As soon as the Neal’s Yard Remedies Beauty Book was released at the beginning of February, I’ve been looking forward to trying out some of the treatments from it.
So when I had a rare couple of days off last weekend I took the opportunity to have a much needed pamper day. A combination of working weekends, wearing make-up every day and the cold weather meant that my skin was crying out for some TLC. Neal’s Yard have put together a hard-back beauty bible filled with natural remedies you can make at home.
The book is logically set out with lovely imagery and simple step-by-step instructions on how to make your own natural beauty products and DIY pamper treatments. The directory highlighting the properties of each natural ingredient and the section on the science behind skin at the beginning of the book are informative without being complicated. They provide a foundation of knowledge, like knowing your skin type and what treatment it requires, before getting stuck in. Some of the recipes require ingredients which are initially a bit expensive, like the different oils, but once you’ve purchased them the cost per use is considerably cheaper than drug-store beauty products. There is a real sense of satisfaction making your own beauty products as you know exactly what’s going into them. The natural ingredients means that the treatments are also good for sensitive skin as they don’t contain any artificial additives that might cause irritation.
For my pamper session, I chose two recipes that would comfort my slightly dry and lifeless winter skin. First of all, I made the honey and oat scrub on page 122. It is very easy to make and can be kept in an air-tight container in the fridge for up to 6 weeks. The combination of honey and oats creates a gentle but effective exfoliator, which boosts circulation and removes any dead skin cells, leaving a radiant complexion. I then used the avocado and banana moisturising mask (page 129) to nourish my skin. When I rinsed the mask off after leaving it on for 10 minutes, my skin felt moisturised and considerably softer. The recipes I tried worked really well and I’m looking forward to making some others, including hair treatments.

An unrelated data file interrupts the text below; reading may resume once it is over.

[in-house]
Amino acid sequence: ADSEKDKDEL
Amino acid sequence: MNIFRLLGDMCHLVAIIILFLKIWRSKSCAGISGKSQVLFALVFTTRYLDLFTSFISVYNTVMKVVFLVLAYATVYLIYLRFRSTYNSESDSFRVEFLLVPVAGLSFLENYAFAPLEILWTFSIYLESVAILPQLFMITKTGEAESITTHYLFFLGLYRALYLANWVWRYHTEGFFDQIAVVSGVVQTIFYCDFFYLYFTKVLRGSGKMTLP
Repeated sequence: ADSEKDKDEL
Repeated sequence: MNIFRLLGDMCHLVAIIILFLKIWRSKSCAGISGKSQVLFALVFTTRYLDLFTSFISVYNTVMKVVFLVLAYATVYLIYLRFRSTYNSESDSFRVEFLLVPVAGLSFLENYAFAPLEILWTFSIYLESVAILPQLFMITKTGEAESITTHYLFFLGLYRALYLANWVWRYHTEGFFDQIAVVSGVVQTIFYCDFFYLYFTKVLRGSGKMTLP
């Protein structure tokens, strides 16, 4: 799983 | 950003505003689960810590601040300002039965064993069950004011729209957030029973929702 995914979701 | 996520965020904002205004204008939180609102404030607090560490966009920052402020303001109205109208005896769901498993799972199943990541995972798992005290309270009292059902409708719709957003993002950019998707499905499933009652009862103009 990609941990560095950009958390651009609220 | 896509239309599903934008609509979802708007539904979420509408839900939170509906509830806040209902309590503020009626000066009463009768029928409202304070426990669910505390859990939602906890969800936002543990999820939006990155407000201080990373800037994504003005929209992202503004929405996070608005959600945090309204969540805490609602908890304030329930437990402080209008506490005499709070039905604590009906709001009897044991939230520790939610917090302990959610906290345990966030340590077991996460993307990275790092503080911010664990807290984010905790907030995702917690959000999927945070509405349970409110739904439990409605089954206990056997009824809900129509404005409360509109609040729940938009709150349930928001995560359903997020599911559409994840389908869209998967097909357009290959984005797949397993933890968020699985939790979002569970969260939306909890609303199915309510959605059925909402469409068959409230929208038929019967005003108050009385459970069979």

If I’m being honest, the only criticism I have is that the section on make-up looks feels slightly unnecessary. If Neal’s Yard sold their own range of organic cosmetics or the book included instructions on how to make you own, the section would make more sense. However the book doesn’t advise what make-up to use and therefore isn’t that helpful as it makes replicating the look difficult. Also, there are make-up tutorials galore online, which name specific products and provide a more useful guide. Instead, setting the make-up tutorials out in step-by-step images recalls my mum’s beauty books from the seventies and seems out-dated. Otherwise, it is a fantastic book to have on your shelf as a go-to guide when you feel like treating yourself to an additive and guilt-free beauty treatment, which feels luxurious without costing a bomb.